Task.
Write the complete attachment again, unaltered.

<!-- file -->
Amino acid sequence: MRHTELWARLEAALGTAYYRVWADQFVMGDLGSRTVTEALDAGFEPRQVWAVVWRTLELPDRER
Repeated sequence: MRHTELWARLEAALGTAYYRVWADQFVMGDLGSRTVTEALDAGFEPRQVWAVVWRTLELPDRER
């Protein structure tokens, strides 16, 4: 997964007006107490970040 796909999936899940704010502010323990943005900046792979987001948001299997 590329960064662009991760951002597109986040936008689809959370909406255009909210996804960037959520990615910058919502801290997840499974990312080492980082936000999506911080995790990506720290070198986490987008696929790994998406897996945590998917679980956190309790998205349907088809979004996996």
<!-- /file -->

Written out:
Amino acid sequence: MRHTELWARLEAALGTAYYRVWADQFVMGDLGSRTVTEALDAGFEPRQVWAVVWRTLELPDRER
Repeated sequence: MRHTELWARLEAALGTAYYRVWADQFVMGDLGSRTVTEALDAGFEPRQVWAVVWRTLELPDRER
């Protein structure tokens, strides 16, 4: 997964007006107490970040 796909999936899940704010502010323990943005900046792979987001948001299997 590329960064662009991760951002597109986040936008689809959370909406255009909210996804960037959520990615910058919502801290997840499974990312080492980082936000999506911080995790990506720290070198986490987008696929790994998406897996945590998917679980956190309790998205349907088809979004996996």